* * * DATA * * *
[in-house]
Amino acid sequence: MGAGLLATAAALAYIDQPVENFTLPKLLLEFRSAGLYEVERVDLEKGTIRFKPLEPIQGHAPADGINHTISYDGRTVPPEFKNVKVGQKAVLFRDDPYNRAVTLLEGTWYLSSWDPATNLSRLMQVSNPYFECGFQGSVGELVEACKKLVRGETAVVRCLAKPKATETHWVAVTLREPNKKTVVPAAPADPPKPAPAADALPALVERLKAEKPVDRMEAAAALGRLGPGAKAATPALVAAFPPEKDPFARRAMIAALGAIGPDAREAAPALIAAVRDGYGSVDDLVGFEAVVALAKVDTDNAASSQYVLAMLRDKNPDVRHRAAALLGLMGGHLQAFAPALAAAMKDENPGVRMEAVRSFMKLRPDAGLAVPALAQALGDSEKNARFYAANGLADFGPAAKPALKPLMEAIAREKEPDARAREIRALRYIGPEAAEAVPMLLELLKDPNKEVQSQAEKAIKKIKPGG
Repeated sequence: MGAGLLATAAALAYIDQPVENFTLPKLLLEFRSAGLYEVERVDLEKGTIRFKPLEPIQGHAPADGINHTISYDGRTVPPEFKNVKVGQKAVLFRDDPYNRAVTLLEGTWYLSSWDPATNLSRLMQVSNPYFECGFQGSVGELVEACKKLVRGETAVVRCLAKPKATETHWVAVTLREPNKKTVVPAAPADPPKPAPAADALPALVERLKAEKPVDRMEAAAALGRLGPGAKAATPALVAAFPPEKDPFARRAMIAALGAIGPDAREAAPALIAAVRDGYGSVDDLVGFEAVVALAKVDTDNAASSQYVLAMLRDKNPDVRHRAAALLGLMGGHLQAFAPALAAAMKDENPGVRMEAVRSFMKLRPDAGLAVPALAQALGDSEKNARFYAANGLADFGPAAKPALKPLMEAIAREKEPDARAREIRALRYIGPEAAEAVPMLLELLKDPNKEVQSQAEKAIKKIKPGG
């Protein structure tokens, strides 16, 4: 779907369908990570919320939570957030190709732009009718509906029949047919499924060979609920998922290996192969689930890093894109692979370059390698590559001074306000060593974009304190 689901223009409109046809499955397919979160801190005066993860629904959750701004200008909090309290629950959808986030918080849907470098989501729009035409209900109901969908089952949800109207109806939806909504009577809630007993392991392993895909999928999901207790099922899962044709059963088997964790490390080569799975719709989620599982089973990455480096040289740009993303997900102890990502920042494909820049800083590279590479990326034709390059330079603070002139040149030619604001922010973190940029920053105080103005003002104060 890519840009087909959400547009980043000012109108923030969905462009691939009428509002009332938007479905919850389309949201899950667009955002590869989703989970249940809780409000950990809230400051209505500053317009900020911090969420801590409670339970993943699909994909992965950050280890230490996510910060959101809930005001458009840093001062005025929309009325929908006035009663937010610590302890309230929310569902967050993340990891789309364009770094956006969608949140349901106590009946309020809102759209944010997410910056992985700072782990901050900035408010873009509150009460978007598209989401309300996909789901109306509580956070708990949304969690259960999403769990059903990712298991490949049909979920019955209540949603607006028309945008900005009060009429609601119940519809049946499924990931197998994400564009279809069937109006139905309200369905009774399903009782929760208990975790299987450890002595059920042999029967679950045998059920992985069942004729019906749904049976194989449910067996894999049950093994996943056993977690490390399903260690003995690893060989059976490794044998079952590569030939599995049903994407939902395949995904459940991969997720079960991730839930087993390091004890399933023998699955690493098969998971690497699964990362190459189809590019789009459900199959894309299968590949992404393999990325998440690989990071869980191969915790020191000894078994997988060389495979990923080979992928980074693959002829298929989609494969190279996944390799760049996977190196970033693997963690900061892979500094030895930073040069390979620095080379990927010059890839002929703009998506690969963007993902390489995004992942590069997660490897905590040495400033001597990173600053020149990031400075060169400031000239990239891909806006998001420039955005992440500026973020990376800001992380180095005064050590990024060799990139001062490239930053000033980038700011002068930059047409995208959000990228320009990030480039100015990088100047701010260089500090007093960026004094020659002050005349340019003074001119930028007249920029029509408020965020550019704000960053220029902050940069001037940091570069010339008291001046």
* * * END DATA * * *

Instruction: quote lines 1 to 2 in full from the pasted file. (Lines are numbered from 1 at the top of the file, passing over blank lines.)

[in-house]
Amino acid sequence: MGAGLLATAAALAYIDQPVENFTLPKLLLEFRSAGLYEVERVDLEKGTIRFKPLEPIQGHAPADGINHTISYDGRTVPPEFKNVKVGQKAVLFRDDPYNRAVTLLEGTWYLSSWDPATNLSRLMQVSNPYFECGFQGSVGELVEACKKLVRGETAVVRCLAKPKATETHWVAVTLREPNKKTVVPAAPADPPKPAPAADALPALVERLKAEKPVDRMEAAAALGRLGPGAKAATPALVAAFPPEKDPFARRAMIAALGAIGPDAREAAPALIAAVRDGYGSVDDLVGFEAVVALAKVDTDNAASSQYVLAMLRDKNPDVRHRAAALLGLMGGHLQAFAPALAAAMKDENPGVRMEAVRSFMKLRPDAGLAVPALAQALGDSEKNARFYAANGLADFGPAAKPALKPLMEAIAREKEPDARAREIRALRYIGPEAAEAVPMLLELLKDPNKEVQSQAEKAIKKIKPGG